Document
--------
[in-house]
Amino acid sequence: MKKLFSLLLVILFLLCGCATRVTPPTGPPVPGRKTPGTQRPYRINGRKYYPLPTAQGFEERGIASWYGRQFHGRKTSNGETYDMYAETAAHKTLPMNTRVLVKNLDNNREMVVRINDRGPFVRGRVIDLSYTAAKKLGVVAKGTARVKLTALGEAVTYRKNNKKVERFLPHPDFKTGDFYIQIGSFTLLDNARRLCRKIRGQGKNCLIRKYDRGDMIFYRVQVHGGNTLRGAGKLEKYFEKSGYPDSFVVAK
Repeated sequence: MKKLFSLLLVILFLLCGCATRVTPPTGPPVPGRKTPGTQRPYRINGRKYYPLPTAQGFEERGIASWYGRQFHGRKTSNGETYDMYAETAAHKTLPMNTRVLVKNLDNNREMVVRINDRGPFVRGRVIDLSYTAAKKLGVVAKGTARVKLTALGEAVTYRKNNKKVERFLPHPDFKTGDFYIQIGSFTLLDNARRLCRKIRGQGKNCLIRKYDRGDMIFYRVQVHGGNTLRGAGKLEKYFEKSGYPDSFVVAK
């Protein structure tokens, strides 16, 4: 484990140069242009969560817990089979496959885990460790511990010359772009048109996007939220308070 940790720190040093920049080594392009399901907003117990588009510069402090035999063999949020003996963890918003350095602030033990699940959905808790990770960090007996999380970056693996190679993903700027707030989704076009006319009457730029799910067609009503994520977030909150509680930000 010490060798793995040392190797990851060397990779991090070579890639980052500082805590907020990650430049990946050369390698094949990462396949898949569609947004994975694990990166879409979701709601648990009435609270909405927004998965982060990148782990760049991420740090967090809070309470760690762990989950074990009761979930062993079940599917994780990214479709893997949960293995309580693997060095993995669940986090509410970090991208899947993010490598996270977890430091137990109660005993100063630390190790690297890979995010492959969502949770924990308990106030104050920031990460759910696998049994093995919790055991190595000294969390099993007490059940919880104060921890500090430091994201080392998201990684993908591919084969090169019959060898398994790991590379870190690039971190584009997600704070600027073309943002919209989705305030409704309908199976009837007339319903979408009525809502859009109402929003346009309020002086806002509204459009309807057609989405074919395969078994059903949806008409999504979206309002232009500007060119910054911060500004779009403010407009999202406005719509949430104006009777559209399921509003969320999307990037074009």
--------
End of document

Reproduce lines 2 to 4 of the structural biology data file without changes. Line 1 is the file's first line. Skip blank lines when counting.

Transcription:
Amino acid sequence: MKKLFSLLLVILFLLCGCATRVTPPTGPPVPGRKTPGTQRPYRINGRKYYPLPTAQGFEERGIASWYGRQFHGRKTSNGETYDMYAETAAHKTLPMNTRVLVKNLDNNREMVVRINDRGPFVRGRVIDLSYTAAKKLGVVAKGTARVKLTALGEAVTYRKNNKKVERFLPHPDFKTGDFYIQIGSFTLLDNARRLCRKIRGQGKNCLIRKYDRGDMIFYRVQVHGGNTLRGAGKLEKYFEKSGYPDSFVVAK
Repeated sequence: MKKLFSLLLVILFLLCGCATRVTPPTGPPVPGRKTPGTQRPYRINGRKYYPLPTAQGFEERGIASWYGRQFHGRKTSNGETYDMYAETAAHKTLPMNTRVLVKNLDNNREMVVRINDRGPFVRGRVIDLSYTAAKKLGVVAKGTARVKLTALGEAVTYRKNNKKVERFLPHPDFKTGDFYIQIGSFTLLDNARRLCRKIRGQGKNCLIRKYDRGDMIFYRVQVHGGNTLRGAGKLEKYFEKSGYPDSFVVAK
């Protein structure tokens, strides 16, 4: 484990140069242009969560817990089979496959885990460790511990010359772009048109996007939220308070 940790720190040093920049080594392009399901907003117990588009510069402090035999063999949020003996963890918003350095602030033990699940959905808790990770960090007996999380970056693996190679993903700027707030989704076009006319009457730029799910067609009503994520977030909150509680930000 010490060798793995040392190797990851060397990779991090070579890639980052500082805590907020990650430049990946050369390698094949990462396949898949569609947004994975694990990166879409979701709601648990009435609270909405927004998965982060990148782990760049991420740090967090809070309470760690762990989950074990009761979930062993079940599917994780990214479709893997949960293995309580693997060095993995669940986090509410970090991208899947993010490598996270977890430091137990109660005993100063630390190790690297890979995010492959969502949770924990308990106030104050920031990460759910696998049994093995919790055991190595000294969390099993007490059940919880104060921890500090430091994201080392998201990684993908591919084969090169019959060898398994790991590379870190690039971190584009997600704070600027073309943002919209989705305030409704309908199976009837007339319903979408009525809502859009109402929003346009309020002086806002509204459009309807057609989405074919395969078994059903949806008409999504979206309002232009500007060119910054911060500004779009403010407009999202406005719509949430104006009777559209399921509003969320999307990037074009």